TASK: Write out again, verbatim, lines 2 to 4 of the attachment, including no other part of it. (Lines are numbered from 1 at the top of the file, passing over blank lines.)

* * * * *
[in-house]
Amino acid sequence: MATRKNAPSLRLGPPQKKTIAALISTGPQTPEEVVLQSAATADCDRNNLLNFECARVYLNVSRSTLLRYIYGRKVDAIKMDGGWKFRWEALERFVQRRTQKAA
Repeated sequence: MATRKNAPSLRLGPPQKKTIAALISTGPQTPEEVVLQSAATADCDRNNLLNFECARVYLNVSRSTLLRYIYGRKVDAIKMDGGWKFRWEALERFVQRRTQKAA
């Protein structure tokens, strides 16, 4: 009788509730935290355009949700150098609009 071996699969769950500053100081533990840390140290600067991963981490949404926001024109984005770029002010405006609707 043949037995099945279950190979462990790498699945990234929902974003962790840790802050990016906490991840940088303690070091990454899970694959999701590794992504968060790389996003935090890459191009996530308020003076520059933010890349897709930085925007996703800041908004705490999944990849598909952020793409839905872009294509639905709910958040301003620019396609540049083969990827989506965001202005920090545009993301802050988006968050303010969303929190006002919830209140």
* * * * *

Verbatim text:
Amino acid sequence: MATRKNAPSLRLGPPQKKTIAALISTGPQTPEEVVLQSAATADCDRNNLLNFECARVYLNVSRSTLLRYIYGRKVDAIKMDGGWKFRWEALERFVQRRTQKAA
Repeated sequence: MATRKNAPSLRLGPPQKKTIAALISTGPQTPEEVVLQSAATADCDRNNLLNFECARVYLNVSRSTLLRYIYGRKVDAIKMDGGWKFRWEALERFVQRRTQKAA
């Protein structure tokens, strides 16, 4: 009788509730935290355009949700150098609009 071996699969769950500053100081533990840390140290600067991963981490949404926001024109984005770029002010405006609707 043949037995099945279950190979462990790498699945990234929902974003962790840790802050990016906490991840940088303690070091990454899970694959999701590794992504968060790389996003935090890459191009996530308020003076520059933010890349897709930085925007996703800041908004705490999944990849598909952020793409839905872009294509639905709910958040301003620019396609540049083969990827989506965001202005920090545009993301802050988006968050303010969303929190006002919830209140």